This article is from the Mac Programming FAQ, by Jon Watte firstname.lastname@example.org with numerous contributions by others.
When the Mac first made an appearance in 1984, it identified files by
using a vRefNum (volume reference number meaning a floppy disk or later
hard disk) and a name. Once HFS saw the light of day, folders within
folders became a reality, and you needed a dirID as well to point out
what folder you really meant on the volume. However, older programs
that weren't being rewritten still knew nothing about directory IDs, so
Apple had SFGetFile make up "fake" vRefNums that didn't just specify a
volume, but also a parent folder. These are called wdRefNums (for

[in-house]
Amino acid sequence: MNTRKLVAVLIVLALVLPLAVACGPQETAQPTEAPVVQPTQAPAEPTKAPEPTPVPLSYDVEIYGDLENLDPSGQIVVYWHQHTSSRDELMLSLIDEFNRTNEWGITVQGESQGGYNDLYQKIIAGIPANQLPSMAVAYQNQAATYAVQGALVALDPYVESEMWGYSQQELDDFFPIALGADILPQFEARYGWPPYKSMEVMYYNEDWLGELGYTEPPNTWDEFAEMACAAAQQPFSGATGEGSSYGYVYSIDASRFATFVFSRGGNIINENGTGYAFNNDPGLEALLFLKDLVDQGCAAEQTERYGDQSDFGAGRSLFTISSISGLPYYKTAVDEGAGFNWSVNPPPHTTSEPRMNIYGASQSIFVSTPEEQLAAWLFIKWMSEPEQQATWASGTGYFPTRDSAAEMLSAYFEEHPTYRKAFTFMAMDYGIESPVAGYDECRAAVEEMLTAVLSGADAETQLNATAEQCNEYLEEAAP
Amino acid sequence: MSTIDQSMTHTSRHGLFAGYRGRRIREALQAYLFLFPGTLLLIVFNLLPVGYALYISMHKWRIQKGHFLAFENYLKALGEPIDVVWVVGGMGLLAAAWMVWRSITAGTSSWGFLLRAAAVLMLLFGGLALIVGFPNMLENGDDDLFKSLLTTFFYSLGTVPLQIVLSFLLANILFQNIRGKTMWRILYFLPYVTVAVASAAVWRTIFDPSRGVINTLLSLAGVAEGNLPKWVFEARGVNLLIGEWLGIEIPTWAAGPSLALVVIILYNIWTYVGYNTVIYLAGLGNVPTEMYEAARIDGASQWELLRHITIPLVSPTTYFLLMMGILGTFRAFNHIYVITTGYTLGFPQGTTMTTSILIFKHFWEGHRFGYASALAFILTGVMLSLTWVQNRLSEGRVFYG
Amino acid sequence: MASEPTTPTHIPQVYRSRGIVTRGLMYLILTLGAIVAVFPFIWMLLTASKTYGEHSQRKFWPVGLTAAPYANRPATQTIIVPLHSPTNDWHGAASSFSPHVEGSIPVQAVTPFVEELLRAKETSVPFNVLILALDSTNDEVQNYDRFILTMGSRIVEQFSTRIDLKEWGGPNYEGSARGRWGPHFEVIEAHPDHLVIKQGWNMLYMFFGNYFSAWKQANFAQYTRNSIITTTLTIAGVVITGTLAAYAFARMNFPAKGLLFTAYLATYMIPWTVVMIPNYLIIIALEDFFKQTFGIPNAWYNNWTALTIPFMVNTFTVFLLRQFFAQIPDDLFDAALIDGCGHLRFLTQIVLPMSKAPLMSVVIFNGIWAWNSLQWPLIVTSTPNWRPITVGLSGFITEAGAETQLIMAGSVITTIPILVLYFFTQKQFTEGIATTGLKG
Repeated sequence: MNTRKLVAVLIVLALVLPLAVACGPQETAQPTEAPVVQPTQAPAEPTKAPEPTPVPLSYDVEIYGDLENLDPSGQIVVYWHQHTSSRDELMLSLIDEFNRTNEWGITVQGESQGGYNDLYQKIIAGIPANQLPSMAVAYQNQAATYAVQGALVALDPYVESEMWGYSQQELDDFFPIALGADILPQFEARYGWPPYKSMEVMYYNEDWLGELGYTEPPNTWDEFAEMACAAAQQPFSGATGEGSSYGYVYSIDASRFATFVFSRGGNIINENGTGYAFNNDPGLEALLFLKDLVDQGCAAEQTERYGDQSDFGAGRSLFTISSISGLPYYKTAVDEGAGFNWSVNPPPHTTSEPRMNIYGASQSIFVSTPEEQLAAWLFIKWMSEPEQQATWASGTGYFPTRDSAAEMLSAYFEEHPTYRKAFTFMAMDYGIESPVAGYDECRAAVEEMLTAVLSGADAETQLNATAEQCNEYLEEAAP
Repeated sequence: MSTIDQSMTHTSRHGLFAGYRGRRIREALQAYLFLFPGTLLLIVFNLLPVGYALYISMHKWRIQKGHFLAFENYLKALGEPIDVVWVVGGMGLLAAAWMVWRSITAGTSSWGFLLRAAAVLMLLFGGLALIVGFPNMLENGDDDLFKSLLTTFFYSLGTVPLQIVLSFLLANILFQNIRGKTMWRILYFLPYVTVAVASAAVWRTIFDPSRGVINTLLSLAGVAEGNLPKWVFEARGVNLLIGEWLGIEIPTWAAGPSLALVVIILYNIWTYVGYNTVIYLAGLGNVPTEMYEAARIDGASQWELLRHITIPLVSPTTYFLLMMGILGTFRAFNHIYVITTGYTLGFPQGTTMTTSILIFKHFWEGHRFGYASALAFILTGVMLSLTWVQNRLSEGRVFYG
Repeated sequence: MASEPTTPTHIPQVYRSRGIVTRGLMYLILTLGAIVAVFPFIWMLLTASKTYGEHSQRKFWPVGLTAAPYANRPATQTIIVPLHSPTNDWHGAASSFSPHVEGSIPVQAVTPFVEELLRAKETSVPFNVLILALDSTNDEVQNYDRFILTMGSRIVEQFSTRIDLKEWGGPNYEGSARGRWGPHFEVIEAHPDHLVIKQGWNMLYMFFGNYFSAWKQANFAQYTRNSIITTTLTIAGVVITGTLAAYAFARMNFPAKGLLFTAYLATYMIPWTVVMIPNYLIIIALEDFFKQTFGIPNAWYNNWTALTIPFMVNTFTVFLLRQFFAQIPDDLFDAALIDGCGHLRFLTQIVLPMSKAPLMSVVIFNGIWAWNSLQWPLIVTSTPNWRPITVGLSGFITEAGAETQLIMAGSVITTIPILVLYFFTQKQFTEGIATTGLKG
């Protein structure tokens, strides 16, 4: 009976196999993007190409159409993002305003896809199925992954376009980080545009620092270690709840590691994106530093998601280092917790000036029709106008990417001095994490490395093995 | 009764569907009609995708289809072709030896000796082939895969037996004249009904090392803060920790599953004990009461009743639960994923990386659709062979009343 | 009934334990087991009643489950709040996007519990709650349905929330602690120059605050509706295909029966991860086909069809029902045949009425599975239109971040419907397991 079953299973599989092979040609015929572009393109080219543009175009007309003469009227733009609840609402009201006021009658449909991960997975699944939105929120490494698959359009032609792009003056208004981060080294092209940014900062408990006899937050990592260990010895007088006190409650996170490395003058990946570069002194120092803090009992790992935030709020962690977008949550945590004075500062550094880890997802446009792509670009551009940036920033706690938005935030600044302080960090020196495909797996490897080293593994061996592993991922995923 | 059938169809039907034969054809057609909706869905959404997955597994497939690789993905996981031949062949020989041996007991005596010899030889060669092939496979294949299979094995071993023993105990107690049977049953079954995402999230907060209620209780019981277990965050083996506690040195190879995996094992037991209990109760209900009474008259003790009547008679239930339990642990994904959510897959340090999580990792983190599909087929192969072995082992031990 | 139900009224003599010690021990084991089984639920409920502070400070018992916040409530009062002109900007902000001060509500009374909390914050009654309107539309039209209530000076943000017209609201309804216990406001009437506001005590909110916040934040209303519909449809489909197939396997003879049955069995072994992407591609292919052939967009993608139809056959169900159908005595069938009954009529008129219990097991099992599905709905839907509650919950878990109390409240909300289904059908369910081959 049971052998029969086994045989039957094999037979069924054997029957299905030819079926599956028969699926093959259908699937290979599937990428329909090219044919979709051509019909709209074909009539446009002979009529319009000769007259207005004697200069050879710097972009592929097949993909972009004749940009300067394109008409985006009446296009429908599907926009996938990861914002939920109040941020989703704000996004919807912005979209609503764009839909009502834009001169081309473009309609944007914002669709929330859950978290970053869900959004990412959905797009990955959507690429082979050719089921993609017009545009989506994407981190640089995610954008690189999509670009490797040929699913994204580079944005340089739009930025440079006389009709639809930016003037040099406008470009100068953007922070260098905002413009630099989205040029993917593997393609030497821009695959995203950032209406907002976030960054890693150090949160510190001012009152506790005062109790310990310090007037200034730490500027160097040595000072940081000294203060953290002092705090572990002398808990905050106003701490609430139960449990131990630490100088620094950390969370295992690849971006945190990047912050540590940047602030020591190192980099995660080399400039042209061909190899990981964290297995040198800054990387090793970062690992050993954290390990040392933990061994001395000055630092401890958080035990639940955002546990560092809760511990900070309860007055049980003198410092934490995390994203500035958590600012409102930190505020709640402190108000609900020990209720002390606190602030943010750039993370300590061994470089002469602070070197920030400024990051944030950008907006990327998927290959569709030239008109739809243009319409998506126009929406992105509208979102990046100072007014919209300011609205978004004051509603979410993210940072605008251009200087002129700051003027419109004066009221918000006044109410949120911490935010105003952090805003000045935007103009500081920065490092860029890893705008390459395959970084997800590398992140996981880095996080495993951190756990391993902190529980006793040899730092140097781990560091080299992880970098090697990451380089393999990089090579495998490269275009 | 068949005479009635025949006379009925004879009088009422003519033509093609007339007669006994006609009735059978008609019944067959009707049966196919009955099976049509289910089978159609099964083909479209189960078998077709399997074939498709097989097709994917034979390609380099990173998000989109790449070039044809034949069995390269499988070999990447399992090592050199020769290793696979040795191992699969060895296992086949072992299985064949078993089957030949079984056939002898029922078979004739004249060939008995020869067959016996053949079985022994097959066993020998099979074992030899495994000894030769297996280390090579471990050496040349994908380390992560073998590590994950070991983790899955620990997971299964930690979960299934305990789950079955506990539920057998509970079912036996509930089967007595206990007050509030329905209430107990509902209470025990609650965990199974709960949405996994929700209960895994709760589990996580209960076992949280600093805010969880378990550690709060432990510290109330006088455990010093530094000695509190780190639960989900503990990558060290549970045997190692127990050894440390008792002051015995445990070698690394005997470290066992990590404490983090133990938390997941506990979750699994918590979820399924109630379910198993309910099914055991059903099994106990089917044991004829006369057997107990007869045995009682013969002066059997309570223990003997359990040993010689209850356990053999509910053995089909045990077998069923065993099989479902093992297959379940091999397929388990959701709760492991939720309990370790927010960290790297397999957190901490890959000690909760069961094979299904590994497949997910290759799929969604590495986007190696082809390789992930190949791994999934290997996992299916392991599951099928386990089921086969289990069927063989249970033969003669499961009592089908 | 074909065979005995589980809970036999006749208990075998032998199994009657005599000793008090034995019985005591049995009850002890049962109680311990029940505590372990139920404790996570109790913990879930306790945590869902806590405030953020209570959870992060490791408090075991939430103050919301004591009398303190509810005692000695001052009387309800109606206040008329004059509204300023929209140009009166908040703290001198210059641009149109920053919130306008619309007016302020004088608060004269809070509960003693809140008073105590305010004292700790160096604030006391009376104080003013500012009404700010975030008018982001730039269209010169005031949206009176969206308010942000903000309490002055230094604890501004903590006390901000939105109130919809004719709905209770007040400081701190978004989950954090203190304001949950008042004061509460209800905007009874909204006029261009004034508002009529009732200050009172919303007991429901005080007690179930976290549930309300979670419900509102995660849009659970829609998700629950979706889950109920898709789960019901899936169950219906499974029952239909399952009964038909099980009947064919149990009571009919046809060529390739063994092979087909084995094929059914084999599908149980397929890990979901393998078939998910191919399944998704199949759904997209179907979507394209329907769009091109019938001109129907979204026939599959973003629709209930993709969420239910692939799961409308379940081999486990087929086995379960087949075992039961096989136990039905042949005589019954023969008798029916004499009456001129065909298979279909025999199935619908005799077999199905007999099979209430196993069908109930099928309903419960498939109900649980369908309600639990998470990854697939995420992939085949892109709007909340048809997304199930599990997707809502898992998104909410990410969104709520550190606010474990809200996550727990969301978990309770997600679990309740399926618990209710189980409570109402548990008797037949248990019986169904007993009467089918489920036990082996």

working directory) and were a necessary evil invented in 1985. You
should not create (or, indeed, use) wdRefNums yourself.
There is a system-wide table that maps wdRefNums onto vRefNum/parID
pairs. There is a limit to the size of this table. A dirID and a parID
is almost the same thing; you say "parID" when you mean the folder
something is in, while you say a "dirID" when you mean the folder
itself. If you for instance have a folder called "Foo" with a folder
called "Bar" in it, the parID for "Bar" would be the dirID for "Foo."